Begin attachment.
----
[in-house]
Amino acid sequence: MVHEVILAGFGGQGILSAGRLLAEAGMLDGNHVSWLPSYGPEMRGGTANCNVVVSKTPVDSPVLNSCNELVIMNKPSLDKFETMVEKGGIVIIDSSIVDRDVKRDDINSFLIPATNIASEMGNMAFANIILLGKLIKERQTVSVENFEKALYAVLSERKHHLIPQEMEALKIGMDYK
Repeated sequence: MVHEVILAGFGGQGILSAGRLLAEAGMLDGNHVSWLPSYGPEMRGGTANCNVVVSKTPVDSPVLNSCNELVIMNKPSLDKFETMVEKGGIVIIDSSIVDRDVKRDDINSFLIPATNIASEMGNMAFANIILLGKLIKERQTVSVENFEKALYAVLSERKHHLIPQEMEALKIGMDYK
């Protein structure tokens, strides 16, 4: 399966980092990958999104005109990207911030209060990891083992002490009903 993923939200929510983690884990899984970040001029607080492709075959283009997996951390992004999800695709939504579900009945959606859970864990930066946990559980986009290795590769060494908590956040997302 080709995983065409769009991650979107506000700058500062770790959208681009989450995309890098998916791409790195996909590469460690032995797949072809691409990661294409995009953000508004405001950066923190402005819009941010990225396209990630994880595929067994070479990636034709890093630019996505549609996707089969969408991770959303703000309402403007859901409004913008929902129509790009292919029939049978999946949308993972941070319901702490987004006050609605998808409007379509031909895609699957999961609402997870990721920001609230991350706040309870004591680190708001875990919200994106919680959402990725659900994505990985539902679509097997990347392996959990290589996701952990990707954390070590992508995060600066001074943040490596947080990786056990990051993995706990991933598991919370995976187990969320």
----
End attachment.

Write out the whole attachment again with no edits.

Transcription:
[in-house]
Amino acid sequence: MVHEVILAGFGGQGILSAGRLLAEAGMLDGNHVSWLPSYGPEMRGGTANCNVVVSKTPVDSPVLNSCNELVIMNKPSLDKFETMVEKGGIVIIDSSIVDRDVKRDDINSFLIPATNIASEMGNMAFANIILLGKLIKERQTVSVENFEKALYAVLSERKHHLIPQEMEALKIGMDYK
Repeated sequence: MVHEVILAGFGGQGILSAGRLLAEAGMLDGNHVSWLPSYGPEMRGGTANCNVVVSKTPVDSPVLNSCNELVIMNKPSLDKFETMVEKGGIVIIDSSIVDRDVKRDDINSFLIPATNIASEMGNMAFANIILLGKLIKERQTVSVENFEKALYAVLSERKHHLIPQEMEALKIGMDYK
């Protein structure tokens, strides 16, 4: 399966980092990958999104005109990207911030209060990891083992002490009903 993923939200929510983690884990899984970040001029607080492709075959283009997996951390992004999800695709939504579900009945959606859970864990930066946990559980986009290795590769060494908590956040997302 080709995983065409769009991650979107506000700058500062770790959208681009989450995309890098998916791409790195996909590469460690032995797949072809691409990661294409995009953000508004405001950066923190402005819009941010990225396209990630994880595929067994070479990636034709890093630019996505549609996707089969969408991770959303703000309402403007859901409004913008929902129509790009292919029939049978999946949308993972941070319901702490987004006050609605998808409007379509031909895609699957999961609402997870990721920001609230991350706040309870004591680190708001875990919200994106919680959402990725659900994505990985539902679509097997990347392996959990290589996701952990990707954390070590992508995060600066001074943040490596947080990786056990990051993995706990991933598991919370995976187990969320």